In a small farming community in Ohio, a young boy by the name of Anthony Fremont terrorizes those around him. Anthony has the ability to command anything he wants simply by thought. The community is cut off from the outside world and the boy insists that those around him think only pleasant thoughts, and if they don't, he eliminates them. Everyone walks in fear of the lad who ably demonstrates what he's prepared to do at a small party in his home. Written by
The first sentence and a half of Rod Serling's opening narration and his image with a different background inserted, is used in the Walt Disney World "Tower of Terror" attraction's opening video of a The Twilight Zone (1959) episode explaining the attraction. See more »
Tonight's story on The Twilight Zone is somewhat unique and calls for a different kind of introduction. This, as you may recognize, is a map of the United States, and there's a little town there called Peaksville. On a given morning not too long ago, the rest of the world disappeared and Peaksville was left all alone. Its inhabitants were never sure whether the world was destroyed and only Peaksville left untouched or whether the village had somehow been taken ...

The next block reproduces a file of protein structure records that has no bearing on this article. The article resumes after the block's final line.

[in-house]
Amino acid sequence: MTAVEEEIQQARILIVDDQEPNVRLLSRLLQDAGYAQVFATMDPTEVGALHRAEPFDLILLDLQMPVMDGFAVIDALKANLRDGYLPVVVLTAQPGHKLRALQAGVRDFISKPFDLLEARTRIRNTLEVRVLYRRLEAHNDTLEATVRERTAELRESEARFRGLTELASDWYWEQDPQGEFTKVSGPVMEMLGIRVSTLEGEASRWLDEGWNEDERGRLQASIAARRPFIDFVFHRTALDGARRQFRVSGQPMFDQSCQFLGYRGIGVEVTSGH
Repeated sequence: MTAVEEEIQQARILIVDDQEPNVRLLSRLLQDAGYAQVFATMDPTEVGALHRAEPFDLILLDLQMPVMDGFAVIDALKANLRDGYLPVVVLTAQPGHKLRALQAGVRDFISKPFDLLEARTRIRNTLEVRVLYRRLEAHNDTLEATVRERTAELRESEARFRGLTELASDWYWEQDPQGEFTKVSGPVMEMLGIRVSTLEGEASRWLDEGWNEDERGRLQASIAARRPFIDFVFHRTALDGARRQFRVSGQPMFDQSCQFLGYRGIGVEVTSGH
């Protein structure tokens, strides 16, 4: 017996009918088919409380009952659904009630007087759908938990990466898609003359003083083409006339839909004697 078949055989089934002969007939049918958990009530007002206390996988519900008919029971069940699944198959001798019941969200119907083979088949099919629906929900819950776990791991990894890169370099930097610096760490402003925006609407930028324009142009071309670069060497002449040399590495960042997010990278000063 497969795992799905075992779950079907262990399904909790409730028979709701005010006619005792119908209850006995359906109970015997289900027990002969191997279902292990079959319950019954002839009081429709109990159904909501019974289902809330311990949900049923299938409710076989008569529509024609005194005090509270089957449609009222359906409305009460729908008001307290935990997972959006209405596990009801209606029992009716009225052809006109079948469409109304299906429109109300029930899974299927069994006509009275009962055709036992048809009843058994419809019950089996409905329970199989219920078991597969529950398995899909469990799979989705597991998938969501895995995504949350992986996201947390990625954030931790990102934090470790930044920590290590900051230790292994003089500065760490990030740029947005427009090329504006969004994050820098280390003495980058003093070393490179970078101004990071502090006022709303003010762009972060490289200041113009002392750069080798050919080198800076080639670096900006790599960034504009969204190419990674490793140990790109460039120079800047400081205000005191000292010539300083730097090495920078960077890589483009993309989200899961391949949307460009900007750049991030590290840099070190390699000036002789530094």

See more »
This was one of the episodes of the original TWILIGHT ZONE series that was needlessly remade for THE TWILIGHT ZONE MOVIE. While the latter incarnation had better special effects, the original was better in every other way and proves that the people out in Hollywood are often idiots--choosing to remake things out of sheer laziness and contempt for the audience.
Cute little Billy Mumy stars as a bored little monster who is terrorizing an entire town. It seems this kid is a freak who has amazing mental powers but lacks the moral development to use it wisely. Again and again, at the slightest whim, this brat kills or maims people--forcing the survivors to cater to his every wish or else!! What I especially liked was the vague way it all ended--unlike the stupid movie version.
By the way, I am not 100% against remakes--I just want them to be intelligently written and necessary. THE SIMPSON'S version of this episode is excellent.
18 of 28 people found this review helpful.
Was this review helpful to you?